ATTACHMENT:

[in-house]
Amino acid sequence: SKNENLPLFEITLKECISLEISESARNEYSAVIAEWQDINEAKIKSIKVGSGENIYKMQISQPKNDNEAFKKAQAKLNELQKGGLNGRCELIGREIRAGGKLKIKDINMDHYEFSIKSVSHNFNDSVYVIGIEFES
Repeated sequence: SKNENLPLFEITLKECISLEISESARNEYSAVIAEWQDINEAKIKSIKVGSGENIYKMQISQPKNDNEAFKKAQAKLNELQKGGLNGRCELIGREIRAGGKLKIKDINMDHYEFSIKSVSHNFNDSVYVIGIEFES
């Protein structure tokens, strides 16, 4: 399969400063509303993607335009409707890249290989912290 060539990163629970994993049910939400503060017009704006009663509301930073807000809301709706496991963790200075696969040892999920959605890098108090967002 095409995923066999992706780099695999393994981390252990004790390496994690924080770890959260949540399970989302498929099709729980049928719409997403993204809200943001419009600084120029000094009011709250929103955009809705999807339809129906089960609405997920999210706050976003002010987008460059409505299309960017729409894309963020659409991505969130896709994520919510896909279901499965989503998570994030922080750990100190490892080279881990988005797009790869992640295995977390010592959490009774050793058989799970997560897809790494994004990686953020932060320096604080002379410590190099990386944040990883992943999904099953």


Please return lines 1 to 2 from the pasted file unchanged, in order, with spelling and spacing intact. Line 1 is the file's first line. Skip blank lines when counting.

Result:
[in-house]
Amino acid sequence: SKNENLPLFEITLKECISLEISESARNEYSAVIAEWQDINEAKIKSIKVGSGENIYKMQISQPKNDNEAFKKAQAKLNELQKGGLNGRCELIGREIRAGGKLKIKDINMDHYEFSIKSVSHNFNDSVYVIGIEFES